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'Deep Purple' seabed hydrogen storage for offshore wind plan

Project partners hope to provide clean power supply for oil & gas platforms off Norway

A plan to convert power from offshore wind to hydrogen and store it on the seabed is underway by a multi-company project team that hopes to have a full-scale pilot running off Norway by 2025.

The project – called ‘Deep Purple’ – aims to see turbine-level electrolysis feeding seabed hydrogen tanks where output from offshore wind farms can be stored.

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Fuel cells would then re-electrify the hydrogen to provide a clean source of power for offshore oil and gas platforms, with shipping and seafood among other potential target markets for green electricity produced.

The project timeline envisages a large-scale onshore wind pilot from 2021, with a full-scale demonstrator running off Norway by the middle of the next decade.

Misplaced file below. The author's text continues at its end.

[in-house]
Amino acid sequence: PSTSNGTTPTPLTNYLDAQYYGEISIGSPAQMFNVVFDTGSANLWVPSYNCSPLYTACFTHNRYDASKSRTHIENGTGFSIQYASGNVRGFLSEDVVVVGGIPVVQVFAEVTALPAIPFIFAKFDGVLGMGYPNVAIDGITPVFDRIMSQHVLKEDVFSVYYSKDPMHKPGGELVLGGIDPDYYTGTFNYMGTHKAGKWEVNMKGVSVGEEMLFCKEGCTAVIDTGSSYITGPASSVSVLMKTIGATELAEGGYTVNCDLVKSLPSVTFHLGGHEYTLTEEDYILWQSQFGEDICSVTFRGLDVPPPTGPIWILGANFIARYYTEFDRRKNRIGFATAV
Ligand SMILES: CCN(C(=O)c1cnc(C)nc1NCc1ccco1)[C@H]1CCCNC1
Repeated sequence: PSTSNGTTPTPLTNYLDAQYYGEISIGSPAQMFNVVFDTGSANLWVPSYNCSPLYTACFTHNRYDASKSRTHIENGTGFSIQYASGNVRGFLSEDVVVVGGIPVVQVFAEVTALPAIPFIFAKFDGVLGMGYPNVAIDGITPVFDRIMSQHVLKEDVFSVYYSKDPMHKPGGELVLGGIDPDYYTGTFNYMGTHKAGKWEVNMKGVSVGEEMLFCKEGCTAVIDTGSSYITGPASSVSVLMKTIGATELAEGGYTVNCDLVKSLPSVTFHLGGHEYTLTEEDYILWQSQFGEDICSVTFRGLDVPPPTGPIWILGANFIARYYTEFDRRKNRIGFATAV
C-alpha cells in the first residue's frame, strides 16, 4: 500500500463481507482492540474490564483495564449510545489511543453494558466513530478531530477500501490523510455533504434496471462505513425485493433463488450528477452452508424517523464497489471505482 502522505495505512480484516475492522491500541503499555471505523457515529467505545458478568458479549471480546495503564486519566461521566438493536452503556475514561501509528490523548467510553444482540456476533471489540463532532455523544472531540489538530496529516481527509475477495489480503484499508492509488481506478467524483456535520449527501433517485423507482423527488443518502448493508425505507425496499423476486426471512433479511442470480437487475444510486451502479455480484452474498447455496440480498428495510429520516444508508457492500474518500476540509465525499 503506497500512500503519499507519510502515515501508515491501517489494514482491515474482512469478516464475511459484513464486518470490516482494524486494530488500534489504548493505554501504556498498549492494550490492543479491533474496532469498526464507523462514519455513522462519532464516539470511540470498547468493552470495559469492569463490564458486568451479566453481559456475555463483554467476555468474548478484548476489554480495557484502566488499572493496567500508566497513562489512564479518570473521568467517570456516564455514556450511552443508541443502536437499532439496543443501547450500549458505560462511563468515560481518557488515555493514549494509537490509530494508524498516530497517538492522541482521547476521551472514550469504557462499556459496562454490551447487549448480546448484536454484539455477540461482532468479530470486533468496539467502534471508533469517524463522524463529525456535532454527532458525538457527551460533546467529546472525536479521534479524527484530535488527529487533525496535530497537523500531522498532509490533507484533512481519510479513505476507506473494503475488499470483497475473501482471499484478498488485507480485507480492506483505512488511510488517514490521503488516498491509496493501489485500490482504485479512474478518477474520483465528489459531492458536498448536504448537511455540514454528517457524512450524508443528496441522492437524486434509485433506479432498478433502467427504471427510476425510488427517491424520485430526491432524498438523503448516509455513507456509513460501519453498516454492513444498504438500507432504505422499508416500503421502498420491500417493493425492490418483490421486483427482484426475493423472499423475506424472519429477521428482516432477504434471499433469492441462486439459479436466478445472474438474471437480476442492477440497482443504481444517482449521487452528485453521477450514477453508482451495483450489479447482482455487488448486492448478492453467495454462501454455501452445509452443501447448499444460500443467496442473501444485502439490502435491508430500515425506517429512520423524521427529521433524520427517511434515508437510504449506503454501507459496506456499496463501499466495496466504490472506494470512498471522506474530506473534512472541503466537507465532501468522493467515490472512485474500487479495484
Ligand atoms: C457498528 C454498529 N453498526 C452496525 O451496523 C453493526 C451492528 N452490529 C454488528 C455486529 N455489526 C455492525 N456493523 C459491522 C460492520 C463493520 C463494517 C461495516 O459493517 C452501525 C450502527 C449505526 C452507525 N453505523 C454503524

Norwegian hydrogen specialist HYON became the latest to get involved this week when it unveiled a consulting deal with project leader TechnipFMC. “The momentum in a broad range of new and ongoing hydrogen projects is strong,” said HYON managing director Tomas Tronstad.

‘Green hydrogen’ is increasingly being seen as a key tool of the energy transition, potentially offering an large-scale option to store and transport renewable power output.

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Offshore wind sector leader Orsted recently built hydrogen production into its bid as part of the latest Dutch offshore wind tender.

With its focus on decarbonising offshore oil & gas platforms, Deep Purple mirrors initiatives such as those underway by the likes of Equinor and DNV GL to link floating wind with fossil extraction operations.

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